Al Sharpton schools racist GOP Senate candidate on Confederate monuments


In a powerful exchange, Reverend Sharpton forced Corey Stewart to answer for his racist statements.

Corey Stewart, the GOP's official U.S. Senate nominee in Virginia, tried to excuse his blatant support for the Confederacy — but Reverend Al Sharpton wasn't about to let him get away with it.

On Sunday morning's edition of MSNBC's "PoliticsNation," Rev. Sharpton pressed Stewart to explain how he could hope to represent all Virginians given that he praised and defended Confederate monuments while running for governor last year.

"Now you say today you want to get past race — after you talked about how we should praise and erect [statues of] people whose only role in history was to uphold slavery and commit treason against the United States," Sharpton said.


"You know, why is it that you on the left are so obsessed with what happened 150 years ago?" Stewart began, but Sharpton cut him off.

"No no no, I'm talking about you, last year," Sharpton said. "I'm not talking about 150 years, I'm talking about Corey Stewart running for governor last year, and that's what you said. Explain to me your statement, in light of what you're saying now."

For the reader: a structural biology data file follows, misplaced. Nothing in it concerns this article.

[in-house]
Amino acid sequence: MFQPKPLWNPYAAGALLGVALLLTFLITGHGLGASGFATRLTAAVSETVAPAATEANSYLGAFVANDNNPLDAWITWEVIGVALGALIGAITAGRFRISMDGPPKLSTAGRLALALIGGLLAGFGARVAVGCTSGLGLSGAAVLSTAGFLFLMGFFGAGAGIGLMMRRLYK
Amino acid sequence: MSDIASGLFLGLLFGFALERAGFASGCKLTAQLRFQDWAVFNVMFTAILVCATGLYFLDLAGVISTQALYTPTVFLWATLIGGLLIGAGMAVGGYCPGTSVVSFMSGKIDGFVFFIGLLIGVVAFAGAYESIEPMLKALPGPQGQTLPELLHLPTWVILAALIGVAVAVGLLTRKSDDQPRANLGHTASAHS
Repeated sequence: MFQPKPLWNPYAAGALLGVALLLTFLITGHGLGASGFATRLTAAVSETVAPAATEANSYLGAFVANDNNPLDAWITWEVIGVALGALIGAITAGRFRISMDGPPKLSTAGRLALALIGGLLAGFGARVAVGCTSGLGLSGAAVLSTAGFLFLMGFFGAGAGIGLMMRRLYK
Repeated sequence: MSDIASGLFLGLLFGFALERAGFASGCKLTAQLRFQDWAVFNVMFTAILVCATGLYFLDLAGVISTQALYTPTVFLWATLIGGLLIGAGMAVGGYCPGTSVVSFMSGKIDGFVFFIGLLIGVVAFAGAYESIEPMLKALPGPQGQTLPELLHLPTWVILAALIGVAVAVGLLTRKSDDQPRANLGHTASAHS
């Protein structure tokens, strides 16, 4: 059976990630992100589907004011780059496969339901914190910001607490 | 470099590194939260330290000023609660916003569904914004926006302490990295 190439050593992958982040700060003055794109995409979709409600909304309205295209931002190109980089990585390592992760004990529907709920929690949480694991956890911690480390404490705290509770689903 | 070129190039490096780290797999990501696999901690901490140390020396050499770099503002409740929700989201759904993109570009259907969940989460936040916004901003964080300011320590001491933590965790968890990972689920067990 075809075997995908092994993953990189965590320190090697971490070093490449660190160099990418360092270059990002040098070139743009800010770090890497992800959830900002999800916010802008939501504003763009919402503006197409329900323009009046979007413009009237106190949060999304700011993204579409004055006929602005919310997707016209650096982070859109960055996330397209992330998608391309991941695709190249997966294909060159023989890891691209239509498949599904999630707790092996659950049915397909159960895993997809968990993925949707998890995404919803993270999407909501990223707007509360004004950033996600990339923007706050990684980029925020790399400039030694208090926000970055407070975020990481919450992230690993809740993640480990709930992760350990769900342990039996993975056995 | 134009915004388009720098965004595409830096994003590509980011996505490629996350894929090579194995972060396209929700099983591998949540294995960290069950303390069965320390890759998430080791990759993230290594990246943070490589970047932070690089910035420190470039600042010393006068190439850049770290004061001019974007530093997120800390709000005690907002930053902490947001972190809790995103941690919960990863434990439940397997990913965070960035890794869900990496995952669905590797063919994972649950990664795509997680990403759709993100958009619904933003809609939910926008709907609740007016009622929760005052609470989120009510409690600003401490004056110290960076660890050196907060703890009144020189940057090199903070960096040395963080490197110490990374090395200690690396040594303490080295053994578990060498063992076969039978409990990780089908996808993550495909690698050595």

Stewart again tried to deflect in a lengthy digression, during which he tried to attack Sharpton as a "race hustler." But Sharpton was unbowed.

"I'm not going for the bait. This is not about me. I'm not going to defend myself standing up for racial justice," Sharpton said. "I'm going to give you an opportunity again to defend your statements defending and praising Robert E Lee and Stonewall Jackson, not 150 years ago, a year ago. You're running for Senate now."

Stewart replied with a dogwhistle to white supremacists, saying that he loves Virginians because "they have the heart of a rebel." Then he went off on another digression to evade Sharpton's question.

But Rev. Sharpton pressed Stewart again, and forced him to say whether he still stands by his statements.

"I just thought it was wrong to be removing historical monuments that were placed there by prior generations," Stewart finally admitted.

Stewart may have pleased some of his racist fans by attacking Rev. Sharpton — but it's clear that most Virginians won't be falling for his act.

Stewart's racism may have won him the GOP primary, and he may have secured Trump's endorsement — but he's only polling at 26 percent support in the general election.

The fact that Republican voters chose Corey Stewart, who appeared in public with neo-Nazi activist Jason Kessler two months before he organized the deadly riot in Charlottesville, says all you need to know about today's Republican Party.

But thanks to people like Rev. Sharpton, that racism won't be swept under the rug.

Published with permission of The American Independent Foundation.